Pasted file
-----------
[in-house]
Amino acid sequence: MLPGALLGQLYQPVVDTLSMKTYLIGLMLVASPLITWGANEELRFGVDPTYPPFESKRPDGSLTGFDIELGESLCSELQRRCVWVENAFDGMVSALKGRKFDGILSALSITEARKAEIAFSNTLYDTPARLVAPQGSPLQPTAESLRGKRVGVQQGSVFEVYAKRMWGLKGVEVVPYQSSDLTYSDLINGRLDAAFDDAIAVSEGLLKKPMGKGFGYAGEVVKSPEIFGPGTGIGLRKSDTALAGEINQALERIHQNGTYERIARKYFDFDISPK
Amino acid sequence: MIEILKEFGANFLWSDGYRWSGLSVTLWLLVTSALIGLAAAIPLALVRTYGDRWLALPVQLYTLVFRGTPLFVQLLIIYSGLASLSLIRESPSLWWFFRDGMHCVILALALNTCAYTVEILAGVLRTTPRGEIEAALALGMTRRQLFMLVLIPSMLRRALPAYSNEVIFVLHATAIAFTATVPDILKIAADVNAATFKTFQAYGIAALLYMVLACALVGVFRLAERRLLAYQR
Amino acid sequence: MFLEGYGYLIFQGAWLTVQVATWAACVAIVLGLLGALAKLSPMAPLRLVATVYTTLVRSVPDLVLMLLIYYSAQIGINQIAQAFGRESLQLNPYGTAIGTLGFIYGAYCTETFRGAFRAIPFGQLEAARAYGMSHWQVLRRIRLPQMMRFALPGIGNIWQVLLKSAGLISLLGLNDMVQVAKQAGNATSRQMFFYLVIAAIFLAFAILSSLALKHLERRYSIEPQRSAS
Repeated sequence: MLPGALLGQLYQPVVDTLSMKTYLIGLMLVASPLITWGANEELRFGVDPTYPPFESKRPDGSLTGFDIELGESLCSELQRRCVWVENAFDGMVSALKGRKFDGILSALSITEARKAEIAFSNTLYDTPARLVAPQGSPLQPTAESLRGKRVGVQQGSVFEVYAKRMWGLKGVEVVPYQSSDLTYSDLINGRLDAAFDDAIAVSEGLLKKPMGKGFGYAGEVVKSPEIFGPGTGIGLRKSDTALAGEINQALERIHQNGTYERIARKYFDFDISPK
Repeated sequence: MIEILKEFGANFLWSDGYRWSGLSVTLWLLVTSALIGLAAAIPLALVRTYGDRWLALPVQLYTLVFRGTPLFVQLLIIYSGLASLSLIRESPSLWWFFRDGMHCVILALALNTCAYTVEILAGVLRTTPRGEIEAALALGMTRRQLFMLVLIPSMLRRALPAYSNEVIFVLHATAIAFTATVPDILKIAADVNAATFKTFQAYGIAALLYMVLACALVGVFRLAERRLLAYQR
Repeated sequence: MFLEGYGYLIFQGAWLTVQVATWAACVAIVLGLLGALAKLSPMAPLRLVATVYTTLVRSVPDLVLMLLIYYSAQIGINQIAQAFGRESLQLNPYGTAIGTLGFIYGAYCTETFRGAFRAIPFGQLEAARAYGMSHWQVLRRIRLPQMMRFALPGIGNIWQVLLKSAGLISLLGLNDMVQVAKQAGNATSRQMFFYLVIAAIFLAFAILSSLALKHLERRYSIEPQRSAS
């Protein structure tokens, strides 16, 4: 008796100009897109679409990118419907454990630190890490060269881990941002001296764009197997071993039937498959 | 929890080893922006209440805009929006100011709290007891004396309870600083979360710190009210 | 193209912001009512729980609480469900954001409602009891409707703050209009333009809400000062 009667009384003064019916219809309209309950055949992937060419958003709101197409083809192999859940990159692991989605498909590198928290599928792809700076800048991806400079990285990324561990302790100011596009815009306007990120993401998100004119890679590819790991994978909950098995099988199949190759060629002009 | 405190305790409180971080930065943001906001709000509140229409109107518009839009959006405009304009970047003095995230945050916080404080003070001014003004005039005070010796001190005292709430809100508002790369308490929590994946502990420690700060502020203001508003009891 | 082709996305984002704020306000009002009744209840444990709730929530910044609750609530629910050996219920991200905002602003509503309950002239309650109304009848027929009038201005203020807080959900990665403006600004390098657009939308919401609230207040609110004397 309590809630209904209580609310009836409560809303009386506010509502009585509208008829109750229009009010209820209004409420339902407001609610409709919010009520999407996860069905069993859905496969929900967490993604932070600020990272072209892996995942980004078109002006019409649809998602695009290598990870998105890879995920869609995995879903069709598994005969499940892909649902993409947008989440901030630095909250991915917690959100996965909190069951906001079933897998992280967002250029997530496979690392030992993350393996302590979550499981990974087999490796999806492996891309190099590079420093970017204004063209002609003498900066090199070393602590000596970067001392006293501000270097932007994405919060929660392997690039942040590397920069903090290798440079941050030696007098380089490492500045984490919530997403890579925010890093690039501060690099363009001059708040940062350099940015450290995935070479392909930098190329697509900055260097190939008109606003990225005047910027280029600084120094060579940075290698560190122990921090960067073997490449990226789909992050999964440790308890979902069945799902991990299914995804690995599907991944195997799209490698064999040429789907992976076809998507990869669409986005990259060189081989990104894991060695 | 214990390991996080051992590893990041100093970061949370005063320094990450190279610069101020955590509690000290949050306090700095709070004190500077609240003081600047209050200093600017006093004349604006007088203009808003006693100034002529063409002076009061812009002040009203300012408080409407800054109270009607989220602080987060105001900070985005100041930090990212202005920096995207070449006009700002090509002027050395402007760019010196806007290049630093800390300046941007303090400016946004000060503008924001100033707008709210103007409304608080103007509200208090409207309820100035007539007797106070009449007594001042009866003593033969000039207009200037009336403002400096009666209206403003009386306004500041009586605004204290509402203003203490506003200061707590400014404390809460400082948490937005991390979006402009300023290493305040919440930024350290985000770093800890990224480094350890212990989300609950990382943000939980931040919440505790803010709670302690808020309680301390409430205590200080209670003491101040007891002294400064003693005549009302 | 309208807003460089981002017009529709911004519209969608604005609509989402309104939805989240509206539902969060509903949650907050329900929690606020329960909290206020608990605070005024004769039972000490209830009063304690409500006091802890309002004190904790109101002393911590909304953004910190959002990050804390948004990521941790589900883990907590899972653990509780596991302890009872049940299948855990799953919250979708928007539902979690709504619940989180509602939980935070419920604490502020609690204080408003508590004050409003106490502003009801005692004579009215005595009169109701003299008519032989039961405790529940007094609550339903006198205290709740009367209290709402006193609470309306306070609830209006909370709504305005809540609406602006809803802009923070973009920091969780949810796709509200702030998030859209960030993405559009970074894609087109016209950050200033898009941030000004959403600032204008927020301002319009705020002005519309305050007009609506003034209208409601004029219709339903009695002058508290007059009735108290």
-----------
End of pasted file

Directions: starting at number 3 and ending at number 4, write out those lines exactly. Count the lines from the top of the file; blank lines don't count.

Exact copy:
Amino acid sequence: MIEILKEFGANFLWSDGYRWSGLSVTLWLLVTSALIGLAAAIPLALVRTYGDRWLALPVQLYTLVFRGTPLFVQLLIIYSGLASLSLIRESPSLWWFFRDGMHCVILALALNTCAYTVEILAGVLRTTPRGEIEAALALGMTRRQLFMLVLIPSMLRRALPAYSNEVIFVLHATAIAFTATVPDILKIAADVNAATFKTFQAYGIAALLYMVLACALVGVFRLAERRLLAYQR
Amino acid sequence: MFLEGYGYLIFQGAWLTVQVATWAACVAIVLGLLGALAKLSPMAPLRLVATVYTTLVRSVPDLVLMLLIYYSAQIGINQIAQAFGRESLQLNPYGTAIGTLGFIYGAYCTETFRGAFRAIPFGQLEAARAYGMSHWQVLRRIRLPQMMRFALPGIGNIWQVLLKSAGLISLLGLNDMVQVAKQAGNATSRQMFFYLVIAAIFLAFAILSSLALKHLERRYSIEPQRSAS